Tom Schmidt and Haley Riley

Salt + Smoke
St. Louis, MO

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Tom is basically really cool.  He loves BBQ and restaurants and being cool. He thought he was the best at stuff until he met Haley Riley.

Haley was raised by wolves in the wild only to become the world's preeminent meat doctor.  



WITH Tom Schmidt and Haley Riley

We sat down with Salt + Smoke pitmasters Tom Schmidt and Haley Riley to talk St. Louis BBQ, charcuterie, and what it takes to become a doctor of meat.


Tell us about what you’ll be cooking at Q in the Lou and why you chose that dish and side.
Chasing that brisket game is what we're all about. It is definitely our biggest focus at S+S and we want to share it with anyone who will give us a shot.

If you had to offer one helpful tip to the backyard barbecuers of the world, what would it be?
Keep it simple.  

If you could take an all-expenses-paid BBQ road trip across America, which three pits would you stop at?
Salt Lick, Franklin's, Kerlin's. (We like Texas. We love brisket.)

Describe the Salt+Smoke menu in one word.

Who is or was the biggest influence on your cooking?
Tom: Marcella Hazan.
Haley: My grandma.

Can we officially deem St. Louis a BBQ city? Think we’ll ever become oversaturated with barbecue spots?
Without question. I don't think we have seen the mountain top by any means in terms of amount of places and styles of BBQ in this town. BBQ is distinctly American and accessible to everyone. I think it is just now starting to get recognized as such. The more talented people that come fall in love with BBQ, the more restaurants that open, the bigger the circle gets. How many burger places are in St. Louis? There should be that many BBQ spots.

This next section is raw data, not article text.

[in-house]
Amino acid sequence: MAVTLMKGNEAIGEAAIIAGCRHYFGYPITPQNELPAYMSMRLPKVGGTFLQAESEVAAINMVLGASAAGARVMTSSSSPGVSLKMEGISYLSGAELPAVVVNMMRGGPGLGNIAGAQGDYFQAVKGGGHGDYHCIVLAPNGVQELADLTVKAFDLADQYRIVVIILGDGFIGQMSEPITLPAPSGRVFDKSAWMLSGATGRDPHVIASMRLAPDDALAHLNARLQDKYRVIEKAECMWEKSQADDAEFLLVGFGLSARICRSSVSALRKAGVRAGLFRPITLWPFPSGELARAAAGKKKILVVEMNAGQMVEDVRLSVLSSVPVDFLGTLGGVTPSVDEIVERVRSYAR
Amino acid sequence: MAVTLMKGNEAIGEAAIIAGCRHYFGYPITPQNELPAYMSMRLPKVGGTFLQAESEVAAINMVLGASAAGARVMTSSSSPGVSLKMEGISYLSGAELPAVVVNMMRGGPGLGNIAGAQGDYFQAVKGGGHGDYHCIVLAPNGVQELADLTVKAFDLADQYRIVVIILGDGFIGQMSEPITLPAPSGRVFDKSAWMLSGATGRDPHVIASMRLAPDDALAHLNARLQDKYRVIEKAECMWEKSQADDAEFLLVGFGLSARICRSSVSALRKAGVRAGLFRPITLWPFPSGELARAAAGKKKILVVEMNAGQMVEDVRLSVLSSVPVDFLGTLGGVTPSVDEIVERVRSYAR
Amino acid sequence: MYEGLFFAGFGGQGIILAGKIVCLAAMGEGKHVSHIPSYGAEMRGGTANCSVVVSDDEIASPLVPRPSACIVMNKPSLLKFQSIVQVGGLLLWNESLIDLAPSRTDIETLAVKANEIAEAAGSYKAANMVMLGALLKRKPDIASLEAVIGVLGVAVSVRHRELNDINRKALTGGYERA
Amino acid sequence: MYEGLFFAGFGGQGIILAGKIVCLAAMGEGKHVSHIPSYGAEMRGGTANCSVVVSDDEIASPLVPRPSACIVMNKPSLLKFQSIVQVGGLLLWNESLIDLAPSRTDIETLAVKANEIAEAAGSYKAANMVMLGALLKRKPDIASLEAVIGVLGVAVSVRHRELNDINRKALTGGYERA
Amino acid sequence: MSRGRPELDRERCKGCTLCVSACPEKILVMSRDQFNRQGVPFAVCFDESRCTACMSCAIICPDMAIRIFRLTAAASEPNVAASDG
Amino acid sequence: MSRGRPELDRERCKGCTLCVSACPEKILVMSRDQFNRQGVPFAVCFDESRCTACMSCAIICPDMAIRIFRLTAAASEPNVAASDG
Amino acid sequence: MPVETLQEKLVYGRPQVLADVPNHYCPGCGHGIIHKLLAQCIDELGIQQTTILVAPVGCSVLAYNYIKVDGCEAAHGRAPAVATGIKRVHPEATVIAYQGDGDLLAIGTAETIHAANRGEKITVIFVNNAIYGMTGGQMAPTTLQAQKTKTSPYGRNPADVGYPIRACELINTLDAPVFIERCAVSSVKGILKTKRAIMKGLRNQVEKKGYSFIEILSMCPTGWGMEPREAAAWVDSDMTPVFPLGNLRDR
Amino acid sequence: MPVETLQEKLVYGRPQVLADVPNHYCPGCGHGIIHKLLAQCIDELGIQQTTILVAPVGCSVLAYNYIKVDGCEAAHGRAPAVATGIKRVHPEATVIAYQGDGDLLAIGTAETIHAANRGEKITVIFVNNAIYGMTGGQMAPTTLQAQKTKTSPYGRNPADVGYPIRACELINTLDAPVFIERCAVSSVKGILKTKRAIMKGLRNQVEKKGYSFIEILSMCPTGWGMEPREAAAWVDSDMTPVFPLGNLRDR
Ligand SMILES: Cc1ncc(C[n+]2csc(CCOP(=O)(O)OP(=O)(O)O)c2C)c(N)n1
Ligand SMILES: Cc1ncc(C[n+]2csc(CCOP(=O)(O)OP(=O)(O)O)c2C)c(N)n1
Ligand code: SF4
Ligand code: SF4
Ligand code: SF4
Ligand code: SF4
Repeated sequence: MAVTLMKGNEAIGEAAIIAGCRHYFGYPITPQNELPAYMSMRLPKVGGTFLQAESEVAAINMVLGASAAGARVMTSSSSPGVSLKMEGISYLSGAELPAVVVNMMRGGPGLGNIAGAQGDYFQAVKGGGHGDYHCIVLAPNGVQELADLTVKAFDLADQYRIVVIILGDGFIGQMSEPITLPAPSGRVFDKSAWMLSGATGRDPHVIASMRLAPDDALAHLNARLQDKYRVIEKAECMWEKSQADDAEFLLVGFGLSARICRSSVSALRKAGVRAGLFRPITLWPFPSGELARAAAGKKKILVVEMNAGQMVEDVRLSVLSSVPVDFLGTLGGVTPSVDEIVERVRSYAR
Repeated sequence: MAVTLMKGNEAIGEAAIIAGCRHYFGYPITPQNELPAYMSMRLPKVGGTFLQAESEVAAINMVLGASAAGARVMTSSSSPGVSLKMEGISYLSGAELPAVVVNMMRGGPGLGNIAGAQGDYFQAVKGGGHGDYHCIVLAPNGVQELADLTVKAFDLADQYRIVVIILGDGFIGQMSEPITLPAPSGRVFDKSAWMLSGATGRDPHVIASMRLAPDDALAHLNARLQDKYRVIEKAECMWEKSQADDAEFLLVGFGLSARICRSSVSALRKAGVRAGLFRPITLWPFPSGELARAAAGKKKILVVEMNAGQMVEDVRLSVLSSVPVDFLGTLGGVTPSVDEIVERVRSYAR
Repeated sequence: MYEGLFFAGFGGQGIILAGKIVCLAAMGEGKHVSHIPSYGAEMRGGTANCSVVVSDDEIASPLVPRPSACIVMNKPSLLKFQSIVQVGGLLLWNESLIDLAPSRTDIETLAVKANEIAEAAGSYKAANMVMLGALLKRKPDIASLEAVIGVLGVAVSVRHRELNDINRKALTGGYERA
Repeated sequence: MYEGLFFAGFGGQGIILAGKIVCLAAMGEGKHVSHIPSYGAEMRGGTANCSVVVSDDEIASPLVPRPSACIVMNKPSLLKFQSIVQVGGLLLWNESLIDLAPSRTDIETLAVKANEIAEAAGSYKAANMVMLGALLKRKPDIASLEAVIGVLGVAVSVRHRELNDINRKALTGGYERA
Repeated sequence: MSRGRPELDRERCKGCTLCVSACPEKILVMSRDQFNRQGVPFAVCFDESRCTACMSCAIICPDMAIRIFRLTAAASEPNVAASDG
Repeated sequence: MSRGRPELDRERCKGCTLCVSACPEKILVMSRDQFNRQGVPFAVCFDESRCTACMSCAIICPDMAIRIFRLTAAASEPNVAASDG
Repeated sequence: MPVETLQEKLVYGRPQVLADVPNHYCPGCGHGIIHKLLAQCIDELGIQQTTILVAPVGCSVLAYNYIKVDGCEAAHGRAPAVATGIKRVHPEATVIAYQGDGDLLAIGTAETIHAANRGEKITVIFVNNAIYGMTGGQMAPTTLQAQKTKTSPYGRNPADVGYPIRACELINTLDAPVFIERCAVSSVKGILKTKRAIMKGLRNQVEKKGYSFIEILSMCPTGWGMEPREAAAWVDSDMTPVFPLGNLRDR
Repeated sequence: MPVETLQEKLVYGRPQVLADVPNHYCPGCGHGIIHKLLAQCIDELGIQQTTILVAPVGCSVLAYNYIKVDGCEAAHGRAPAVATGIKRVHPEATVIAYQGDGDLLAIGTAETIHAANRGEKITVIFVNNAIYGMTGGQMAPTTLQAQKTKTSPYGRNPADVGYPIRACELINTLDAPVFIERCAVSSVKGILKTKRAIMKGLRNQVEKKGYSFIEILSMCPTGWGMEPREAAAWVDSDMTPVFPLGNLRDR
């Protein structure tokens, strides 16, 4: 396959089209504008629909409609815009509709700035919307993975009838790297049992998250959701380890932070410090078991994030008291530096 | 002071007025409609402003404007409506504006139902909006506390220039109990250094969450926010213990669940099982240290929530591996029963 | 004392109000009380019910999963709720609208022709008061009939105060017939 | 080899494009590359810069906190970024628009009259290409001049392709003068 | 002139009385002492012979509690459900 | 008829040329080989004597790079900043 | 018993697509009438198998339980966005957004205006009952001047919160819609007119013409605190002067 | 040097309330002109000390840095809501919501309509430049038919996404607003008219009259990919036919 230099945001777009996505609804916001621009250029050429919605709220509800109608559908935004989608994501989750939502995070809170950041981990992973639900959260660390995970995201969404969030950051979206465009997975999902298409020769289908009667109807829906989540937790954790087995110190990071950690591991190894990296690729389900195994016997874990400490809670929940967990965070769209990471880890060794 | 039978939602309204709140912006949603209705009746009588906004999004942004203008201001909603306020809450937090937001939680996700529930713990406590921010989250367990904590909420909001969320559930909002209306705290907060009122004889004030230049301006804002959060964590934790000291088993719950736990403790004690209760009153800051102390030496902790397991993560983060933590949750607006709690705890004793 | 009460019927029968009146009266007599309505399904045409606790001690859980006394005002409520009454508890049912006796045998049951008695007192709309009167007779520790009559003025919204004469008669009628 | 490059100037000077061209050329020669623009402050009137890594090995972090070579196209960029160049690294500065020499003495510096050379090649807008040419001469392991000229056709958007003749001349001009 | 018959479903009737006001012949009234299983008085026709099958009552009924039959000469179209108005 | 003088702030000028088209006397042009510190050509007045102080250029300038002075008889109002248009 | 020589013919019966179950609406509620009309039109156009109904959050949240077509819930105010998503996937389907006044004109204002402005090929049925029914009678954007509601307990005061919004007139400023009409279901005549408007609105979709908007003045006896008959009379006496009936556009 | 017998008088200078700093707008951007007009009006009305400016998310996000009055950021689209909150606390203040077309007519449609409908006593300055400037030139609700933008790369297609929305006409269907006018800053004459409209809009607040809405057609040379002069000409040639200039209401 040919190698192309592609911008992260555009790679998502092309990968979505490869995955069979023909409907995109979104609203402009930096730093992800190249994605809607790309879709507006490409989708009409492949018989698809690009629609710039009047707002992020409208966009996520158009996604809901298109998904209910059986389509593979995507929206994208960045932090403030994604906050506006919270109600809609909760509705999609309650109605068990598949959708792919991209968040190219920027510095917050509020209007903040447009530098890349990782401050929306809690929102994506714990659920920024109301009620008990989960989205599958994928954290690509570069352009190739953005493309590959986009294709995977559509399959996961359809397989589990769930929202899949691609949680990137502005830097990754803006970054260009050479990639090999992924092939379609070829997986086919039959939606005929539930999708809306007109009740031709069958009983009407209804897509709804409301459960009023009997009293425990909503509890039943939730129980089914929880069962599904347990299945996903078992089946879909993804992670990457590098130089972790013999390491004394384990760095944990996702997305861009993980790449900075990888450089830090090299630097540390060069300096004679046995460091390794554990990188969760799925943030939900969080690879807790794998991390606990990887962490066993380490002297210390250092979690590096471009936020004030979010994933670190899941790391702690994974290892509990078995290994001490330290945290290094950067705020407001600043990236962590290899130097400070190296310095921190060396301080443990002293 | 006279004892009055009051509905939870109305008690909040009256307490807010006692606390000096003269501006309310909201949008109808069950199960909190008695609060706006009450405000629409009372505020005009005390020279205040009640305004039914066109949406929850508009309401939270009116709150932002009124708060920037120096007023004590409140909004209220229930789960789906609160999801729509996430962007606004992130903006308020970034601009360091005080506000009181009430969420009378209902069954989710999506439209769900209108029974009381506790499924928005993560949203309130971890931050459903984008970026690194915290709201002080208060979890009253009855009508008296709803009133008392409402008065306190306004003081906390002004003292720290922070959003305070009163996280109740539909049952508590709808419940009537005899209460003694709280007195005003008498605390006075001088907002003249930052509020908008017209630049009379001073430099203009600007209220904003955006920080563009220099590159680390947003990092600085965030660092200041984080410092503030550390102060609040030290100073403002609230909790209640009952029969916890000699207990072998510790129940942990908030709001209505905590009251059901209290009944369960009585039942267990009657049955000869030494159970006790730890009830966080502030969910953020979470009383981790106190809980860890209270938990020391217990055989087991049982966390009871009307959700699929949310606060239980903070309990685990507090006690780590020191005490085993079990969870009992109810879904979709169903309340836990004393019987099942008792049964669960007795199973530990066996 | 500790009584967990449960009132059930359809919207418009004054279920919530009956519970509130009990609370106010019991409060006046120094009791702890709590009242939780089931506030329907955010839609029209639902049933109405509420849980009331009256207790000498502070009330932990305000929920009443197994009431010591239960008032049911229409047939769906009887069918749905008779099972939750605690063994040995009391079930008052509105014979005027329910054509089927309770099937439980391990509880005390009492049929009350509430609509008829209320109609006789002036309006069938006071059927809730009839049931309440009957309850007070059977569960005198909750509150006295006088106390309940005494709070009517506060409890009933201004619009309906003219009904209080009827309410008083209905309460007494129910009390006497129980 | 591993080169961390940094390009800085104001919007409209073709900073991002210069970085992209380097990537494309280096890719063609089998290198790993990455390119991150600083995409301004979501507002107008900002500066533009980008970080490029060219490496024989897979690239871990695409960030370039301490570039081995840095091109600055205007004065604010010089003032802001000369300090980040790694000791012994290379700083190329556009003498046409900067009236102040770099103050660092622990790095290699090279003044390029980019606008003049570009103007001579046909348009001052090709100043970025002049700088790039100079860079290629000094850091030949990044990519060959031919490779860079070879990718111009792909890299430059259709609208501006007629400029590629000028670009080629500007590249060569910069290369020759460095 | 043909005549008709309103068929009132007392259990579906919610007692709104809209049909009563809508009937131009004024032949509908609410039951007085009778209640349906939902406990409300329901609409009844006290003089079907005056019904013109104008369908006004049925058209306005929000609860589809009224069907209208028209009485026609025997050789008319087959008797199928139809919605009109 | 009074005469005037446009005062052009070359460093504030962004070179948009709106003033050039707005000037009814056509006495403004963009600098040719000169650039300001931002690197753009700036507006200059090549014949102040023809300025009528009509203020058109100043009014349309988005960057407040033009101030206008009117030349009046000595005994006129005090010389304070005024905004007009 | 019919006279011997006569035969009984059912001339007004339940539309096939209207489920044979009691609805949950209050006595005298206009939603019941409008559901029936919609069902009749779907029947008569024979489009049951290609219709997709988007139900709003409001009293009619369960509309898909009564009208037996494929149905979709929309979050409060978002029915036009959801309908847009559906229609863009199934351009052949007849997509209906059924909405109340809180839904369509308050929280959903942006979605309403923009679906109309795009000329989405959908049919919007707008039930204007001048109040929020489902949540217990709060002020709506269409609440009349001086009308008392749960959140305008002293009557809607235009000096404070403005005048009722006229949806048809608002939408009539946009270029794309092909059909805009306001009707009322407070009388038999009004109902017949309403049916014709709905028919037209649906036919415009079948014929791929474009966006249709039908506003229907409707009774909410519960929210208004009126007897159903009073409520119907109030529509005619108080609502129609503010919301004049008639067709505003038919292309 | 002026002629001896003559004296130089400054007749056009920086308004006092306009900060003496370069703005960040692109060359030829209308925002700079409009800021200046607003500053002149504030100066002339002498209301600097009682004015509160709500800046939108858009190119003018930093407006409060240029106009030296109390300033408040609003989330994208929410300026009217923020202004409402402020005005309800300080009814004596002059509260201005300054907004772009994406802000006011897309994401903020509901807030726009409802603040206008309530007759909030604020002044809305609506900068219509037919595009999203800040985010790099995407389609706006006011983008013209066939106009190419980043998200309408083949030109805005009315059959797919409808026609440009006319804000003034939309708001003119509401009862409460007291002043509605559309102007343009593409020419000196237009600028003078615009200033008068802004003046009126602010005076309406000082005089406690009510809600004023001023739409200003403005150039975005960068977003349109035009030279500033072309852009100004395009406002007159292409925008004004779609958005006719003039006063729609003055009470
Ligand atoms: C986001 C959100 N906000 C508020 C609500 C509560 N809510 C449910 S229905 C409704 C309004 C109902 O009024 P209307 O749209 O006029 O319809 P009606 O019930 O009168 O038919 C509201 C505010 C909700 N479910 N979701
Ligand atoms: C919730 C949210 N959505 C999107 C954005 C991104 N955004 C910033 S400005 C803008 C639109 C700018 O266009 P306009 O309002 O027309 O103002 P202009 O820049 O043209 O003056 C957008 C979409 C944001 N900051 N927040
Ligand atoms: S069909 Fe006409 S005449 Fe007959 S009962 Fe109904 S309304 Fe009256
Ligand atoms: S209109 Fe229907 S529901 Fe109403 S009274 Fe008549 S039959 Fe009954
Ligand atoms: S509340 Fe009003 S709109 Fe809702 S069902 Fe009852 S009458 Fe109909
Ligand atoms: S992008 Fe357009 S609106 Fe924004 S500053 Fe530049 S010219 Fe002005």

Tom, your other restaurant is Franco. What do BBQ and a French bistro have in common?
So much. First, at Franco we cure all our own charcuterie (bacon, prosciutto, capicola, ventranche, saucisson, etc. — up to 15 at any given moment). Meat is definitely our strong suit. The other side is discipline and taking the time to always source the best ingredients and treat them as such. Paying attention to all the minute details is what elevates French cuisine and BBQ to the next level.

Tom, why did you decide to re-concept the Nico space as BBQ?
We wanted to take the space in a new direction that was exciting for us and the community we are a part of. BBQ is just such a natural extension of our passion for meat, there was no other option.

How did Haley become what you call “the world’s most preeminent meat doctor”?
It's pretty hard to even get into meat doctor school, let alone be the top of your class. I guess, for Haley, it’s similar to what happened when Mozart sat at a piano or Matthew McConaughey gets in front of a camera. Some people are just made to be great at certain things.

What’s the key to the perfect brisket?
Ugh. There's a lot: marbling, age, breed, trimming, smoking, temp, resting, carving, feel. They are all the most important?